For the Guardian, he selected his top ten graphic novels. Fingeroth's criteria, and Number One on his list:
"[F]or my top 10, I decided to take the crème de la crème, the graphic novels that I most enjoyed. These are graphic novels, some famous, some less well-known, that do what all great literature does, in that they give you such a pleasurable experience while reading that you're simultaneously eager to uncover the ending, yet also dreading it, knowing that the experience will then be over."Read about the other nine titles on Fingeroth's list.
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Maus by Art Spiegelman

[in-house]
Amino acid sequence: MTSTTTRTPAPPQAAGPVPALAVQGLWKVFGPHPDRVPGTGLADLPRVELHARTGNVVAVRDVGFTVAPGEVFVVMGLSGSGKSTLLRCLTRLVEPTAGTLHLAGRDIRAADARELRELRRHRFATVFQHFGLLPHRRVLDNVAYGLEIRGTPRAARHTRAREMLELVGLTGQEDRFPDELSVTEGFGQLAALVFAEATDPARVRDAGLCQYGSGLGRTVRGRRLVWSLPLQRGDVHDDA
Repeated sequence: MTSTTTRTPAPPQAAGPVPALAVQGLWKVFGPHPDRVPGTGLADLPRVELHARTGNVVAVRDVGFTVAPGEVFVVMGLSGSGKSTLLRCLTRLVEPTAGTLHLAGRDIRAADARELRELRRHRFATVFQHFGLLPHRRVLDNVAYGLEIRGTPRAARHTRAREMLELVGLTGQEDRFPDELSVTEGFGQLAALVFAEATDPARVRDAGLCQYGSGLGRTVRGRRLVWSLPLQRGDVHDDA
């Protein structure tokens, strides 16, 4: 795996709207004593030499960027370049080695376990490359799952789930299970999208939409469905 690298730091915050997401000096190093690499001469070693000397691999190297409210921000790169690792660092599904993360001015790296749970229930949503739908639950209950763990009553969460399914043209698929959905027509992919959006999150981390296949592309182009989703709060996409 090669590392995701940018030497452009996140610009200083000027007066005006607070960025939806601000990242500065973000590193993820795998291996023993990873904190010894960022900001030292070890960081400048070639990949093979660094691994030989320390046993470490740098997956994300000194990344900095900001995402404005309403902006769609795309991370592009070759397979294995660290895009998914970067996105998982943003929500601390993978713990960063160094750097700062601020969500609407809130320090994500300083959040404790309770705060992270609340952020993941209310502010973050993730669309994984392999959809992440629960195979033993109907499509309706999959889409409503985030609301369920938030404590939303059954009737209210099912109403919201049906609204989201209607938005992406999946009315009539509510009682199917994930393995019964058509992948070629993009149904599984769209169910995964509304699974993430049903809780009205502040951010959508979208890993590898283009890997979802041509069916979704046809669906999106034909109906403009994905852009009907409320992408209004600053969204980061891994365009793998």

If producing a serious, straightforward narrative about the Holocaust is difficult, Spiegelman's tactic – interpreting genocide through the medium of a comic strip populated by cats, mice and dogs – might appear to make it almost impossible. Yet while Maus probably sounded like an absurd proposition in 1973, when its first chapter appeared, it has proved perhaps to be the definitive literary graphic novel, garlanded with a Pulitzer prize and enough critical praise to cement its place in any canon of memoirs.